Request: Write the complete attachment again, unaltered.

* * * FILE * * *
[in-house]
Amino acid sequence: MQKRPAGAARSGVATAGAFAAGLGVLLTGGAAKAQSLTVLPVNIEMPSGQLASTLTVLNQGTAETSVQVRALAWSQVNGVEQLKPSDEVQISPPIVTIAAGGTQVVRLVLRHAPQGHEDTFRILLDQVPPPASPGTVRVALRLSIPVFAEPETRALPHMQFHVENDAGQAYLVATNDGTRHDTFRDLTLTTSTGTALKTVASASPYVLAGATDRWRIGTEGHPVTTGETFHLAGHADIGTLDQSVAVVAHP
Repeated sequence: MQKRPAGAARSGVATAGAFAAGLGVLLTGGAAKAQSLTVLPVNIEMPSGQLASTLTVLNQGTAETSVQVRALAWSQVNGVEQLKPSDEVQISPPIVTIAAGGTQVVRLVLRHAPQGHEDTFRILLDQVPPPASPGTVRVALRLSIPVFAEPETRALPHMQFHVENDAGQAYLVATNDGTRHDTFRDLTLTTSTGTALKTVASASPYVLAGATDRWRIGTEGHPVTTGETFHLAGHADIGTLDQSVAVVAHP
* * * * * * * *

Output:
[in-house]
Amino acid sequence: MQKRPAGAARSGVATAGAFAAGLGVLLTGGAAKAQSLTVLPVNIEMPSGQLASTLTVLNQGTAETSVQVRALAWSQVNGVEQLKPSDEVQISPPIVTIAAGGTQVVRLVLRHAPQGHEDTFRILLDQVPPPASPGTVRVALRLSIPVFAEPETRALPHMQFHVENDAGQAYLVATNDGTRHDTFRDLTLTTSTGTALKTVASASPYVLAGATDRWRIGTEGHPVTTGETFHLAGHADIGTLDQSVAVVAHP
Repeated sequence: MQKRPAGAARSGVATAGAFAAGLGVLLTGGAAKAQSLTVLPVNIEMPSGQLASTLTVLNQGTAETSVQVRALAWSQVNGVEQLKPSDEVQISPPIVTIAAGGTQVVRLVLRHAPQGHEDTFRILLDQVPPPASPGTVRVALRLSIPVFAEPETRALPHMQFHVENDAGQAYLVATNDGTRHDTFRDLTLTTSTGTALKTVASASPYVLAGATDRWRIGTEGHPVTTGETFHLAGHADIGTLDQSVAVVAHP